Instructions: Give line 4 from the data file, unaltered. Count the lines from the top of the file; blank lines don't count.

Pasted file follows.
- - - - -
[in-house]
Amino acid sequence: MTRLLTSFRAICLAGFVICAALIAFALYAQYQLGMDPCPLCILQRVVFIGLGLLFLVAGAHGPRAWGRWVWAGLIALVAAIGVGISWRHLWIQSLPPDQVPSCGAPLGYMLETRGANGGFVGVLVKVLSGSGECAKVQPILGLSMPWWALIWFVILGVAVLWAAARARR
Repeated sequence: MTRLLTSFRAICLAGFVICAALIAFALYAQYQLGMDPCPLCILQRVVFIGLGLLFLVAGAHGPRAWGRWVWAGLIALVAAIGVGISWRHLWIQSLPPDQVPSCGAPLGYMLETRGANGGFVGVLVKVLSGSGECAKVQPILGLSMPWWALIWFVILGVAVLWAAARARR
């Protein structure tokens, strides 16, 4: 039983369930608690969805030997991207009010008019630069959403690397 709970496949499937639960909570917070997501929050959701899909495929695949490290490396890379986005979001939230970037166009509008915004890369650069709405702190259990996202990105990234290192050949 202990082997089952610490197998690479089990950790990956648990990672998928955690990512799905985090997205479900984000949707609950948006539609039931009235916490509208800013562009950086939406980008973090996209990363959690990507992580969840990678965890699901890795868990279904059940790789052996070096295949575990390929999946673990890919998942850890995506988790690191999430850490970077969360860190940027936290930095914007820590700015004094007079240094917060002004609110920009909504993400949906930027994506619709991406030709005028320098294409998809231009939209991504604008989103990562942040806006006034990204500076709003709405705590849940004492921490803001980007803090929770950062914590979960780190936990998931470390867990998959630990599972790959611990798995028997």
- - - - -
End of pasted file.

């Protein structure tokens, strides 16, 4: 039983369930608690969805030997991207009010008019630069959403690397 709970496949499937639960909570917070997501929050959701899909495929695949490290490396890379986005979001939230970037166009509008915004890369650069709405702190259990996202990105990234290192050949 202990082997089952610490197998690479089990950790990956648990990672998928955690990512799905985090997205479900984000949707609950948006539609039931009235916490509208800013562009950086939406980008973090996209990363959690990507992580969840990678965890699901890795868990279904059940790789052996070096295949575990390929999946673990890919998942850890995506988790690191999430850490970077969360860190940027936290930095914007820590700015004094007079240094917060002004609110920009909504993400949906930027994506619709991406030709005028320098294409998809231009939209991504604008989103990562942040806006006034990204500076709003709405705590849940004492921490803001980007803090929770950062914590979960780190936990998931470390867990998959630990599972790959611990798995028997």